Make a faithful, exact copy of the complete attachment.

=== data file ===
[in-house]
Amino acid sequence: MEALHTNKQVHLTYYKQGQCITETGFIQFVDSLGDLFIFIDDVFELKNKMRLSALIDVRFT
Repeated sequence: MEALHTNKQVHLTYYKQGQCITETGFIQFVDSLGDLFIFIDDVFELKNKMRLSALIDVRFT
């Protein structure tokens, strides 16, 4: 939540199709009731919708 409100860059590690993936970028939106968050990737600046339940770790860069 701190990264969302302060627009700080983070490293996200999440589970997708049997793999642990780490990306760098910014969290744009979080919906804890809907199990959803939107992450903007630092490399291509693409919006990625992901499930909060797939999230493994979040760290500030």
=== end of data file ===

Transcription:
[in-house]
Amino acid sequence: MEALHTNKQVHLTYYKQGQCITETGFIQFVDSLGDLFIFIDDVFELKNKMRLSALIDVRFT
Repeated sequence: MEALHTNKQVHLTYYKQGQCITETGFIQFVDSLGDLFIFIDDVFELKNKMRLSALIDVRFT
């Protein structure tokens, strides 16, 4: 939540199709009731919708 409100860059590690993936970028939106968050990737600046339940770790860069 701190990264969302302060627009700080983070490293996200999440589970997708049997793999642990780490990306760098910014969290744009979080919906804890809907199990959803939107992450903007630092490399291509693409919006990625992901499930909060797939999230493994979040760290500030």